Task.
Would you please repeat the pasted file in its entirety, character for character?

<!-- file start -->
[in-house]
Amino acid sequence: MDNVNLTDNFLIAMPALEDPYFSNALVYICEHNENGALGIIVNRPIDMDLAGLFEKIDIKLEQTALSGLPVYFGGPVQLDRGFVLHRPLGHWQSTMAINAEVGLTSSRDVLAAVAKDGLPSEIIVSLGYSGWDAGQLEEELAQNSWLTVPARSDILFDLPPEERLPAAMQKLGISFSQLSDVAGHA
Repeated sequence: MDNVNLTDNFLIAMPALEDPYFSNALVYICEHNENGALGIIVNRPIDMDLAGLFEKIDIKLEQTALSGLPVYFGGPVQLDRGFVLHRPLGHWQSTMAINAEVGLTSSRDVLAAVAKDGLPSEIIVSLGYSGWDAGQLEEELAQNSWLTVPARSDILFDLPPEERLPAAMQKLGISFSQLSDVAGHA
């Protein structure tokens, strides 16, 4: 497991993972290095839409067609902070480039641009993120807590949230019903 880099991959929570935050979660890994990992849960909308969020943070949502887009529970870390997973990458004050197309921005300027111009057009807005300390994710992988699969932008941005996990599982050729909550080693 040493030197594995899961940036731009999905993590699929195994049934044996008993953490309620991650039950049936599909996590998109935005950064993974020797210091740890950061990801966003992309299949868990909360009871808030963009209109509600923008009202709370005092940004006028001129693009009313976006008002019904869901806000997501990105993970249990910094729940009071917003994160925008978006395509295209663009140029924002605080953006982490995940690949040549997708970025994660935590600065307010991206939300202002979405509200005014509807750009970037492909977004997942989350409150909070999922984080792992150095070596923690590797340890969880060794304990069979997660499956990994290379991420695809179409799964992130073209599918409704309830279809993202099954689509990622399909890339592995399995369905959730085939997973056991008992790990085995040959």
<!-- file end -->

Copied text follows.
[in-house]
Amino acid sequence: MDNVNLTDNFLIAMPALEDPYFSNALVYICEHNENGALGIIVNRPIDMDLAGLFEKIDIKLEQTALSGLPVYFGGPVQLDRGFVLHRPLGHWQSTMAINAEVGLTSSRDVLAAVAKDGLPSEIIVSLGYSGWDAGQLEEELAQNSWLTVPARSDILFDLPPEERLPAAMQKLGISFSQLSDVAGHA
Repeated sequence: MDNVNLTDNFLIAMPALEDPYFSNALVYICEHNENGALGIIVNRPIDMDLAGLFEKIDIKLEQTALSGLPVYFGGPVQLDRGFVLHRPLGHWQSTMAINAEVGLTSSRDVLAAVAKDGLPSEIIVSLGYSGWDAGQLEEELAQNSWLTVPARSDILFDLPPEERLPAAMQKLGISFSQLSDVAGHA
């Protein structure tokens, strides 16, 4: 497991993972290095839409067609902070480039641009993120807590949230019903 880099991959929570935050979660890994990992849960909308969020943070949502887009529970870390997973990458004050197309921005300027111009057009807005300390994710992988699969932008941005996990599982050729909550080693 040493030197594995899961940036731009999905993590699929195994049934044996008993953490309620991650039950049936599909996590998109935005950064993974020797210091740890950061990801966003992309299949868990909360009871808030963009209109509600923008009202709370005092940004006028001129693009009313976006008002019904869901806000997501990105993970249990910094729940009071917003994160925008978006395509295209663009140029924002605080953006982490995940690949040549997708970025994660935590600065307010991206939300202002979405509200005014509807750009970037492909977004997942989350409150909070999922984080792992150095070596923690590797340890969880060794304990069979997660499956990994290379991420695809179409799964992130073209599918409704309830279809993202099954689509990622399909890339592995399995369905959730085939997973056991008992790990085995040959």